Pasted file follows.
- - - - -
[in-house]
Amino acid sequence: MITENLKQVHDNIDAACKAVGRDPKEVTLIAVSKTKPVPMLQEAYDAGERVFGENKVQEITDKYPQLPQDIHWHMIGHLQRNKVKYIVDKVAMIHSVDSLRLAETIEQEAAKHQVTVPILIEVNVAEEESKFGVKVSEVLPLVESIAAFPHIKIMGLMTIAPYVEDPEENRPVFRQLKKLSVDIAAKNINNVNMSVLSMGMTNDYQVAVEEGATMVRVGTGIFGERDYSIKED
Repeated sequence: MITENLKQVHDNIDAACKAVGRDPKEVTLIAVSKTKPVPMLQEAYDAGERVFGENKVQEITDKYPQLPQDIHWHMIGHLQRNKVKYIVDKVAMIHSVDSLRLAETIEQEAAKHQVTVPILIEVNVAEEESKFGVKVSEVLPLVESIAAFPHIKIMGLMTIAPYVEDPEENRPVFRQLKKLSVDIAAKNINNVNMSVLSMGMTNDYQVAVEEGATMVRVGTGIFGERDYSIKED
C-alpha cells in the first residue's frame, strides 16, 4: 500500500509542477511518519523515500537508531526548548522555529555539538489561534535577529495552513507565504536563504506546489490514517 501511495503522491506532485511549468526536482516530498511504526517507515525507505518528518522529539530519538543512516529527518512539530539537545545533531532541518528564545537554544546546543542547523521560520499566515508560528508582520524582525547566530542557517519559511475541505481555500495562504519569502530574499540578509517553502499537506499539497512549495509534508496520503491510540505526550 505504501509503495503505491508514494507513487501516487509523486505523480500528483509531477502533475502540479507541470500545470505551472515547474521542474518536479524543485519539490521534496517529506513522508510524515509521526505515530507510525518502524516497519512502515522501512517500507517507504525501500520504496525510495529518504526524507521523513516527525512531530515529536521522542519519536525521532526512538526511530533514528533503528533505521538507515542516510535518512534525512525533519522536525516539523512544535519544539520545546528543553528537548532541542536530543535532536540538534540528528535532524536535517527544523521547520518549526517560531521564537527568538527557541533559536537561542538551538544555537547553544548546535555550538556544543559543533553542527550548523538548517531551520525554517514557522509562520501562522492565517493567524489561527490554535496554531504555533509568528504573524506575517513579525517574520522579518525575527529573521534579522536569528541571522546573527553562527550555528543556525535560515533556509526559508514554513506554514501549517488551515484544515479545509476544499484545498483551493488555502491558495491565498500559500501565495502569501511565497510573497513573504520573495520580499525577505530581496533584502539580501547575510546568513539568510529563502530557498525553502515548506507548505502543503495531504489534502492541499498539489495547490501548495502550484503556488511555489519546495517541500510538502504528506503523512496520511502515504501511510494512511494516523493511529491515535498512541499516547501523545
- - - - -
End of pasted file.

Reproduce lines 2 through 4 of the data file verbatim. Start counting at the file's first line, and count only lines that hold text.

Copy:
Amino acid sequence: MITENLKQVHDNIDAACKAVGRDPKEVTLIAVSKTKPVPMLQEAYDAGERVFGENKVQEITDKYPQLPQDIHWHMIGHLQRNKVKYIVDKVAMIHSVDSLRLAETIEQEAAKHQVTVPILIEVNVAEEESKFGVKVSEVLPLVESIAAFPHIKIMGLMTIAPYVEDPEENRPVFRQLKKLSVDIAAKNINNVNMSVLSMGMTNDYQVAVEEGATMVRVGTGIFGERDYSIKED
Repeated sequence: MITENLKQVHDNIDAACKAVGRDPKEVTLIAVSKTKPVPMLQEAYDAGERVFGENKVQEITDKYPQLPQDIHWHMIGHLQRNKVKYIVDKVAMIHSVDSLRLAETIEQEAAKHQVTVPILIEVNVAEEESKFGVKVSEVLPLVESIAAFPHIKIMGLMTIAPYVEDPEENRPVFRQLKKLSVDIAAKNINNVNMSVLSMGMTNDYQVAVEEGATMVRVGTGIFGERDYSIKED
C-alpha cells in the first residue's frame, strides 16, 4: 500500500509542477511518519523515500537508531526548548522555529555539538489561534535577529495552513507565504536563504506546489490514517 501511495503522491506532485511549468526536482516530498511504526517507515525507505518528518522529539530519538543512516529527518512539530539537545545533531532541518528564545537554544546546543542547523521560520499566515508560528508582520524582525547566530542557517519559511475541505481555500495562504519569502530574499540578509517553502499537506499539497512549495509534508496520503491510540505526550 505504501509503495503505491508514494507513487501516487509523486505523480500528483509531477502533475502540479507541470500545470505551472515547474521542474518536479524543485519539490521534496517529506513522508510524515509521526505515530507510525518502524516497519512502515522501512517500507517507504525501500520504496525510495529518504526524507521523513516527525512531530515529536521522542519519536525521532526512538526511530533514528533503528533505521538507515542516510535518512534525512525533519522536525516539523512544535519544539520545546528543553528537548532541542536530543535532536540538534540528528535532524536535517527544523521547520518549526517560531521564537527568538527557541533559536537561542538551538544555537547553544548546535555550538556544543559543533553542527550548523538548517531551520525554517514557522509562520501562522492565517493567524489561527490554535496554531504555533509568528504573524506575517513579525517574520522579518525575527529573521534579522536569528541571522546573527553562527550555528543556525535560515533556509526559508514554513506554514501549517488551515484544515479545509476544499484545498483551493488555502491558495491565498500559500501565495502569501511565497510573497513573504520573495520580499525577505530581496533584502539580501547575510546568513539568510529563502530557498525553502515548506507548505502543503495531504489534502492541499498539489495547490501548495502550484503556488511555489519546495517541500510538502504528506503523512496520511502515504501511510494512511494516523493511529491515535498512541499516547501523545